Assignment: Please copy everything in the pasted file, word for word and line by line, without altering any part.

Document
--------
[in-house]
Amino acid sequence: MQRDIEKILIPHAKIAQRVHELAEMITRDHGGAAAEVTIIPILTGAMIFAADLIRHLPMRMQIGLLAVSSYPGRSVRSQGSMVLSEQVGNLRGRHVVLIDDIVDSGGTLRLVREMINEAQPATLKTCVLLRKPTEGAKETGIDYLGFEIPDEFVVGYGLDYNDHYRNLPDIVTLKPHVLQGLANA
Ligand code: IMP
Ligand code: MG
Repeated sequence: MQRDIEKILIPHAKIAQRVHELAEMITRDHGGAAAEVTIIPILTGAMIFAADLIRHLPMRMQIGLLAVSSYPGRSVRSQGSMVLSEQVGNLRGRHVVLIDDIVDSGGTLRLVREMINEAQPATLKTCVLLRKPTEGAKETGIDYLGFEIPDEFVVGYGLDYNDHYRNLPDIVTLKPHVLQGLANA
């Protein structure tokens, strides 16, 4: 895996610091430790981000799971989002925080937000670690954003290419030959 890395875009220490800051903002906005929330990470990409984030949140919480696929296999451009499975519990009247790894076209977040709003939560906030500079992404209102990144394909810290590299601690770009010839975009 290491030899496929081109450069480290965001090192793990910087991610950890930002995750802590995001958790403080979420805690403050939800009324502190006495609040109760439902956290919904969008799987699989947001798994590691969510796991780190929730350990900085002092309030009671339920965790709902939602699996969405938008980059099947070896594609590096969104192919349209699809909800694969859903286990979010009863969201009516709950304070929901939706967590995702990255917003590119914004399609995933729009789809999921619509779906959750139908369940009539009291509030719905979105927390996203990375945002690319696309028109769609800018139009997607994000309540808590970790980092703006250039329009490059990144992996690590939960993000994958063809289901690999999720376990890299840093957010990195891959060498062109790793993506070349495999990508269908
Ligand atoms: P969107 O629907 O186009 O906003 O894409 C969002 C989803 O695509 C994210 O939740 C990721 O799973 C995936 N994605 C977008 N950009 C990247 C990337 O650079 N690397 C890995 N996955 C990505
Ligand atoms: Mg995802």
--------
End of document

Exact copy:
[in-house]
Amino acid sequence: MQRDIEKILIPHAKIAQRVHELAEMITRDHGGAAAEVTIIPILTGAMIFAADLIRHLPMRMQIGLLAVSSYPGRSVRSQGSMVLSEQVGNLRGRHVVLIDDIVDSGGTLRLVREMINEAQPATLKTCVLLRKPTEGAKETGIDYLGFEIPDEFVVGYGLDYNDHYRNLPDIVTLKPHVLQGLANA
Ligand code: IMP
Ligand code: MG
Repeated sequence: MQRDIEKILIPHAKIAQRVHELAEMITRDHGGAAAEVTIIPILTGAMIFAADLIRHLPMRMQIGLLAVSSYPGRSVRSQGSMVLSEQVGNLRGRHVVLIDDIVDSGGTLRLVREMINEAQPATLKTCVLLRKPTEGAKETGIDYLGFEIPDEFVVGYGLDYNDHYRNLPDIVTLKPHVLQGLANA
């Protein structure tokens, strides 16, 4: 895996610091430790981000799971989002925080937000670690954003290419030959 890395875009220490800051903002906005929330990470990409984030949140919480696929296999451009499975519990009247790894076209977040709003939560906030500079992404209102990144394909810290590299601690770009010839975009 290491030899496929081109450069480290965001090192793990910087991610950890930002995750802590995001958790403080979420805690403050939800009324502190006495609040109760439902956290919904969008799987699989947001798994590691969510796991780190929730350990900085002092309030009671339920965790709902939602699996969405938008980059099947070896594609590096969104192919349209699809909800694969859903286990979010009863969201009516709950304070929901939706967590995702990255917003590119914004399609995933729009789809999921619509779906959750139908369940009539009291509030719905979105927390996203990375945002690319696309028109769609800018139009997607994000309540808590970790980092703006250039329009490059990144992996690590939960993000994958063809289901690999999720376990890299840093957010990195891959060498062109790793993506070349495999990508269908
Ligand atoms: P969107 O629907 O186009 O906003 O894409 C969002 C989803 O695509 C994210 O939740 C990721 O799973 C995936 N994605 C977008 N950009 C990247 C990337 O650079 N690397 C890995 N996955 C990505
Ligand atoms: Mg995802």